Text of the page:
The Folding Boat
Lewis kept his linen trousers clean among the sooty forges on Virginius
and did his writing at the Inn at Harpers Ferry. The town distrusted him
for writing, and for seriousness, and for his hurry,
and for commissions from that bastard Jefferson.
They loved him for his credit letter, sure.
He was hot, but careful. If he could have
peened those joints and rolled that bar himself he would have done.
And he wanted fine, Lord, just too much for us
and for the boss, drunk all the time and muttering
about the jobs he'd had to put aside.
But Lewis never heard. He’d chaff a bit but smile at us, and then
gaze down the valley, deaf to hammering and all the boss's
glooming murmur. He'd put up one tall boot and watch
across the flat rut-street and down the Shenando,
across the Join Pool, down Patowmack through the water-gap,
East down the roar of Left Spout, and downhill to the ocean, seemed like,
chin a tilt of duty but his eyes soft as Virginia June.
He was all alone, nor man nor slave to tote his guns and iron.
In that town of money men with nothing but a paper from the President;
but every time he went to try the boat I’d drop my work and go,
haul frames and boil the glue. The bosses daggered me,
all us boys, but let us go, most likely hoped to hasten
it along, get this phenomenon all shet his shop,
off west and scalped and rotten where he sure belonged,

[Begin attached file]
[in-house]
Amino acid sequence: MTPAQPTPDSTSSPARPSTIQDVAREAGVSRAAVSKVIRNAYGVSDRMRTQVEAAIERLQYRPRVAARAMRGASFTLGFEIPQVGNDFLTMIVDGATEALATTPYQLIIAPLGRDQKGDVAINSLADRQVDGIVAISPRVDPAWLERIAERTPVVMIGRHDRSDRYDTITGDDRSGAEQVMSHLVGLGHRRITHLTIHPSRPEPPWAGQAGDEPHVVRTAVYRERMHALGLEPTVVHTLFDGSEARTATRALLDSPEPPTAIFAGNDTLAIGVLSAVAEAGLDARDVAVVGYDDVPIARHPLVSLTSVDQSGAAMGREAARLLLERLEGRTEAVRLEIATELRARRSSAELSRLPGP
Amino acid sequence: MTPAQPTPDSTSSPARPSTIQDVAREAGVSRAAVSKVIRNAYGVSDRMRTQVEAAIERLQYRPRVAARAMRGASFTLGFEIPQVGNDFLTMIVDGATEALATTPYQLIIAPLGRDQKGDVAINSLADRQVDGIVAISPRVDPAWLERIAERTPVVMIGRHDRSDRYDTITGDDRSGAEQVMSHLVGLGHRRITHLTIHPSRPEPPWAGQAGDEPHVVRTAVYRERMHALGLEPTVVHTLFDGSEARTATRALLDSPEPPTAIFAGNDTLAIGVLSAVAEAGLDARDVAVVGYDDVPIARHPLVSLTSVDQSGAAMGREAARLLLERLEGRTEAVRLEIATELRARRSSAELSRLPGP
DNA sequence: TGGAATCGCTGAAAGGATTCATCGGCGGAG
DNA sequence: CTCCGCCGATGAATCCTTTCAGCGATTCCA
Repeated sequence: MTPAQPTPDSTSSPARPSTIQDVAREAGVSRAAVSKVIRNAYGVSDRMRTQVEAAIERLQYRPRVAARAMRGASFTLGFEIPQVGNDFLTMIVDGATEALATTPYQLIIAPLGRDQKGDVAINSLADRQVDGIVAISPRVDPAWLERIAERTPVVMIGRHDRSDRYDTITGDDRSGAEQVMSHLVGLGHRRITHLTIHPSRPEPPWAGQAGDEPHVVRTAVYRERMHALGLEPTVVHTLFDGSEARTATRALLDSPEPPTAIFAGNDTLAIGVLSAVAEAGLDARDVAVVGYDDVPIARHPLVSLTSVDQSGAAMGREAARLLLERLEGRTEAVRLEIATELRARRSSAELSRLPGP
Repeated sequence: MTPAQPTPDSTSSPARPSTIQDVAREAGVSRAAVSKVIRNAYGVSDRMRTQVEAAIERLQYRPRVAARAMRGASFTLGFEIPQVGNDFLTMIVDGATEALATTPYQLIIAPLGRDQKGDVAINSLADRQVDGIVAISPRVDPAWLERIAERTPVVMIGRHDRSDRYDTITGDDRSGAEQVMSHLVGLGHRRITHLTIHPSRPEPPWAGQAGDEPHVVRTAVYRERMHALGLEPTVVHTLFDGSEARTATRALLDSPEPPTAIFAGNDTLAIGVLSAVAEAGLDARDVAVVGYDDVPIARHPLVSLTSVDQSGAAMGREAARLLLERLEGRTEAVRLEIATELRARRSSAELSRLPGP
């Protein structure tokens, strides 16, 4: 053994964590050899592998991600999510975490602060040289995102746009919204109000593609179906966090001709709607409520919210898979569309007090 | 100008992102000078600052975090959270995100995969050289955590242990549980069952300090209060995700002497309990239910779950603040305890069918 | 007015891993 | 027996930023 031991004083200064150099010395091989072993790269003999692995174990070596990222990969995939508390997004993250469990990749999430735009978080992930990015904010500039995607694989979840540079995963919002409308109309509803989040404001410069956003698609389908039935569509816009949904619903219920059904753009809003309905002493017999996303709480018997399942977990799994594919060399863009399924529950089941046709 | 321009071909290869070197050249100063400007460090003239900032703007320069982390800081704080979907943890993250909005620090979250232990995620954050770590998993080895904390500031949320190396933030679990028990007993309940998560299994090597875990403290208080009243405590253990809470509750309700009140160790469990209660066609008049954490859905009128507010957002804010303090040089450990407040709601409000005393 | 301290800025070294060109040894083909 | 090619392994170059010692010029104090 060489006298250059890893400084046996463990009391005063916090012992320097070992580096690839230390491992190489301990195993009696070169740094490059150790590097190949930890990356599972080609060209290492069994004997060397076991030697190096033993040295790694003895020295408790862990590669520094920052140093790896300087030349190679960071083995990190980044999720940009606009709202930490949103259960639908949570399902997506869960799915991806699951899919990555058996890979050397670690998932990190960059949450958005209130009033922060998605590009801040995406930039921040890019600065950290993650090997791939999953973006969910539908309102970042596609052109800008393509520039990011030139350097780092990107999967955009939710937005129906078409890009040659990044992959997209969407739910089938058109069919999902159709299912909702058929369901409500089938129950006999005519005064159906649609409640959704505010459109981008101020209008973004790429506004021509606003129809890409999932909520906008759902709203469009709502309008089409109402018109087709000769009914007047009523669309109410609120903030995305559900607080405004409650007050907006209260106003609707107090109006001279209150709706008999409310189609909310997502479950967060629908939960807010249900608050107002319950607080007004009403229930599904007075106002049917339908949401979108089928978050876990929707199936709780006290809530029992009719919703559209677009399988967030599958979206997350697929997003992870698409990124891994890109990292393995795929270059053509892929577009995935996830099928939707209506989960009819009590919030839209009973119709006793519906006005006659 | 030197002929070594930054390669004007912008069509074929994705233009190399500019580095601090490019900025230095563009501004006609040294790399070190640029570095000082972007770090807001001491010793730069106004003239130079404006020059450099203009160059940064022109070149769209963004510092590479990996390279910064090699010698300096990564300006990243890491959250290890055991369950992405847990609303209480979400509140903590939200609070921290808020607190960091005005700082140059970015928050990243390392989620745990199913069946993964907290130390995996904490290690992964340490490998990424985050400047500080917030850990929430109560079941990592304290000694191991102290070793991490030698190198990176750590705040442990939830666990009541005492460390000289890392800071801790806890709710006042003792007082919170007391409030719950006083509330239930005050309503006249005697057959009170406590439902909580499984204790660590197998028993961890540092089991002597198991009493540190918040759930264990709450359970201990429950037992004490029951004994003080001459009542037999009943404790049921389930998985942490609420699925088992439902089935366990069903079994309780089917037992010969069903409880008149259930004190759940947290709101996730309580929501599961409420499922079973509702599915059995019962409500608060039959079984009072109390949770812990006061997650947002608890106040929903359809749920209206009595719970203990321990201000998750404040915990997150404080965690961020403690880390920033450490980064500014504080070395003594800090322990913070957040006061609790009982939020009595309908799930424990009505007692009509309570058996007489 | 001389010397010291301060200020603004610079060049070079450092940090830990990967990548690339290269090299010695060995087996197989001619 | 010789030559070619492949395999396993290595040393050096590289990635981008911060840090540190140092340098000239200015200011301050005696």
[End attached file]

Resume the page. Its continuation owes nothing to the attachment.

and us to harmony again and swimming in the dusk.
We’d cart it to the pools, and boil and tar the skins
(until he tried tarpaulin, to test the frame he said,
aware that Bison, Elk or Deer would have to do it in the end).
One Sunday whole we fit and glued but sank it in a second,
with Lewis smiling, sinking, in salute like Gustav on the Amphion.
We were slow, but Lewis kept that blue-eyed dignity.
Mid-June he built it at Virginius and poled it dry
down past the new piers out to Maryland, grinning some,
and downstream out of sight past Sandy Hook.
The horses hauled it back. The boss was even seen to smile.
On Saturday he woke me up at dawn. We laded
deeply, stone and firewood, and pushed it off with poles together,
down the rapids all the way past Wever’s Mill. He sang a quiet song
beneath the sound of water. She rode high and true. We could
have poled that boat to Sweden if we'd liked.
But just above the weir we folded it and waited for the mules
then walked back to the ferry silently. The next day he was gone.